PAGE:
Ward 3 candidates disagree on Woodstock debt
by Michelle Babcock
November 01, 2013 12:35 AM | 1661 views | 0 0 comments | 16 16 recommendations | email to a friend | print
Meet the Candidate: 
Robert Mueller (I)
Age: 68
Occupation: Retired from Norfolk Southern Railroad
Website: None
Meet the Candidate: Robert Mueller (I) Age: 68 Occupation: Retired from Norfolk Southern Railroad Website: None
Meet the Candidate: 
Judy Davila
Age: 69
Occupation: Property manager
Website: JudyDavila.com
Meet the Candidate: Judy Davila Age: 69 Occupation: Property manager Website: JudyDavila.com
Woodstock City Council Ward 3 incumbent Robert Mueller and challenger Judy Davila offer voters in the Nov. 5 city election opposing views about growth and how debt has impacted the city.

Davila said that the city has made “tremendous progress” transforming the downtown area into a “beautiful and vibrant community.” She also said that unrestrained growth can put a burden on residents.

“I am for quality growth for our city that will add to our tax base and provide the services our citizens need,” Davila said. “However, unrestrained growth that is not managed in a fiscally healthy way places a tremendous burden on our infrastructure, city services obligations and our citizens who are ultimately responsible for the debt that is generated.”

Her opponent, Mueller, said that growth contributes to the city’s tax base, and without it, the burden of more taxes fall onto residents.

“I definitely think that growth should continue because it is good for all the businesses downtown, and it’s good for all the people because it will lower taxes in the long run,” Mueller said. “If you have a city that is growing, that’s good. If you don’t have a city that’s growing, taxes are going to be a primary problem for the citizens in Woodstock.”

When it comes to debt, Davila said that residents deserve “financial sanity.”

“As of June 30, 2012 the city of Woodstock Financial Report listed the total liabilities of the city at $47 million-plus. That is a debt burden of almost $2,000 for every man, woman and child in our city limits. Who knows what it is now over a year later? We have seen the insanity of our federal government’s debt in the name of growth,” Davila said. “Our citizens want and deserve financial sanity on the local level which can be achieved with quality growth.”

Mueller disagreed, and said that debt is “one of those things that’s necessary.”

“It’s just like a house, if you go buy a new house and you pay $200,000 for it, well you can’t pay that off at one time so you have to finance it. That’s exactly what we’re doing with downtown, we’re financing downtown to get growth in. (Tax revenue from) the outlet mall will probably eliminate our debt in three years,” Mueller said. “We had a sewer treatment plant that went bad, we had to refinance that whole

thing. … A sewer treatment plant is like one of those cars going down the street, leaking gas as fast as it can. There’s no fix to that, it just costs money to keep it maintained. Half of our debt is that.”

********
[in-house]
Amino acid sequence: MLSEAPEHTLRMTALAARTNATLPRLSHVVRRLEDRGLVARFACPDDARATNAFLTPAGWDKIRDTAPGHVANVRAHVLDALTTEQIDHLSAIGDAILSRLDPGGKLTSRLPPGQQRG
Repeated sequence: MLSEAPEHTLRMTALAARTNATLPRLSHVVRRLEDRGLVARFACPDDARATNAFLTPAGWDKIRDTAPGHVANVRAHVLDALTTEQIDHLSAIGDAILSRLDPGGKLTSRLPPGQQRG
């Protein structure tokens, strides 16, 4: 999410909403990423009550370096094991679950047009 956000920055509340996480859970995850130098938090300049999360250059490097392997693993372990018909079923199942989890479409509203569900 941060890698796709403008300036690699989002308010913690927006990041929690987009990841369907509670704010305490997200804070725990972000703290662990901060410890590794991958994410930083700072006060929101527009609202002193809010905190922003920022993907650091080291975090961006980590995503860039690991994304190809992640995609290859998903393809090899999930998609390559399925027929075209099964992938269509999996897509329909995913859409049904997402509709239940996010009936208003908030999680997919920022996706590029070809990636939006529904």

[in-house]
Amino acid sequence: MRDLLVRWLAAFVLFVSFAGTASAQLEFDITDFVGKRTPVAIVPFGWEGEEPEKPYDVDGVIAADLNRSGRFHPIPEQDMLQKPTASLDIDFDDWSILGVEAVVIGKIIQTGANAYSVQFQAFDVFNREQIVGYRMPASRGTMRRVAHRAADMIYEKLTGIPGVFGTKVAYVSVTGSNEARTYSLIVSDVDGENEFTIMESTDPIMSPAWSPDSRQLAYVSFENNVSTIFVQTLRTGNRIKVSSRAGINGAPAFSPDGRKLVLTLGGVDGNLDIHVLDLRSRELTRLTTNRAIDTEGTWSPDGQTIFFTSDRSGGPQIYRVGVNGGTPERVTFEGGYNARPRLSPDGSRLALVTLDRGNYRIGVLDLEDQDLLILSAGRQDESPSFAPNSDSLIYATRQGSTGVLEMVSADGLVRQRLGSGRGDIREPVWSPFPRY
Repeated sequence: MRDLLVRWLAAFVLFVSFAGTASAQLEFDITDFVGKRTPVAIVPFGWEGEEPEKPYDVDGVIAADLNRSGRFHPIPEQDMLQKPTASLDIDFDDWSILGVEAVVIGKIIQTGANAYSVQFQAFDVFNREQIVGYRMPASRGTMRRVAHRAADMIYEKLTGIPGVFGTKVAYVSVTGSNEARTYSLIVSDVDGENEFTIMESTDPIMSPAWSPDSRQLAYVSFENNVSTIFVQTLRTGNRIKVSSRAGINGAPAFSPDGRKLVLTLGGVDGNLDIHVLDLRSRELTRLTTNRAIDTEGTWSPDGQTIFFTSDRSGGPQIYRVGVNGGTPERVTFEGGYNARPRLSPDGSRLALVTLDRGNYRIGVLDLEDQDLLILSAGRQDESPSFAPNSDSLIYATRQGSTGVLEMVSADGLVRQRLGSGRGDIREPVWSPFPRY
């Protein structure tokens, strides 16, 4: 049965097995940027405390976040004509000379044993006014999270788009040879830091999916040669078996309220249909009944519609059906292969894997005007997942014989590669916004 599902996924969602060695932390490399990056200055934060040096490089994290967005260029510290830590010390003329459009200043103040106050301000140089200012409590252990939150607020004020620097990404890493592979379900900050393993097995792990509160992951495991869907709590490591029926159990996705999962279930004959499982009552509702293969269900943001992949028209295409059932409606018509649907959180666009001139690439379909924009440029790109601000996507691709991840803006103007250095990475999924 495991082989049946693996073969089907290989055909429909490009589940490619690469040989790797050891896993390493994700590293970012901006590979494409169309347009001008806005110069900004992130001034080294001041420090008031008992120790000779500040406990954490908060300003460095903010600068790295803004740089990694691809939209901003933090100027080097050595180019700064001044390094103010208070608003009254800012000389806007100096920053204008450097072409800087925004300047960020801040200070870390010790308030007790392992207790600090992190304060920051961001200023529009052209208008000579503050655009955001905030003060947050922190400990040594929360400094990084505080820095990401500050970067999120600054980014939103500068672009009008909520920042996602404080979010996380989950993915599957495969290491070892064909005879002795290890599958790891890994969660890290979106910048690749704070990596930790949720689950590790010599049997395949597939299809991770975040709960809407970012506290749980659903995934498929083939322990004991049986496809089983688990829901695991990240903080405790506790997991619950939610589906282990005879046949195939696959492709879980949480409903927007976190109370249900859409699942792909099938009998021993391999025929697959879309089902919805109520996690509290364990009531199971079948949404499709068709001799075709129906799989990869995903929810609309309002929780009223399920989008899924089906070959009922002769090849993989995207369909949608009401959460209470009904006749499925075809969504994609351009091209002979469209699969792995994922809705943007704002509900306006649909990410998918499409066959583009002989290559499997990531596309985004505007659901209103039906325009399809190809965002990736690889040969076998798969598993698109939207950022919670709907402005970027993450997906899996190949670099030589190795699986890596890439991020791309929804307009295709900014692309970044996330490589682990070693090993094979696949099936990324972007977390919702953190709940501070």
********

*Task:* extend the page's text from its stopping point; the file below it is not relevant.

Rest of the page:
Both Mueller and Davila have experience working to help the city, with a range of different involvement.

Davila has experience working in the government and with community charities.

“I am actively involved in the community, belonging to the American Legion Post 316, the Cherokee Volunteers for Give a Kid a Chance, handing out clothing, backpacks and school supplies to single- parent families,” she said. “Also, a member of the Volunteer Aging Council, serving less fortunate elderly senior citizens in our county such as Meals on Wheels helping with medical or utility bills. Worked with Habitat for Humanity and served on the Planning Commission for seven and a half years.”

Mueller has served four terms on the city council over the past few decades, and said he’s seen the city change for the better. He served from 1990 to1994, then was elected again in 2002. He is seeking his fifth term.

“I’ve been on the council for approximately 16 years, and was on Planning and Zoning before that for 10 years. So I’ve been involved in the city a long time,” Mueller said. “The city has grown to a place that is unique, and people want to come and see it. Even the bigger cities say they can’t believe how Woodstock has grown. That’s very good for Woodstock and I think the growth is great. With the council we have on there now, it can’t go wrong.”

Davila said listening to citizens is on the top of her list.

“Experience does not matter if you don’t listen to the people. It matters to me what the citizens’ issues and concerns are in the community; their opinion counts. I will not sit back and make decisions affecting their everyday lives and pocketbook without giving the citizens the opportunity to exercise their right to speak in city council meetings on items that appear on the agenda for that evening, currently they are not. After all, it is their money,” Davila said.

Mueller said making informed decisions on the council depends heavily on experience and knowing how the government works is vital.

“(It took at least two terms on the council) to get the experience I have now, of how the city grows, and how to keep all the business in downtown growing and profitable,” Mueller said. “I talked to a lot of the business owners downtown, and they said that they love the way the city is growing. … The people that are in (city council) now have done an extremely good job.”

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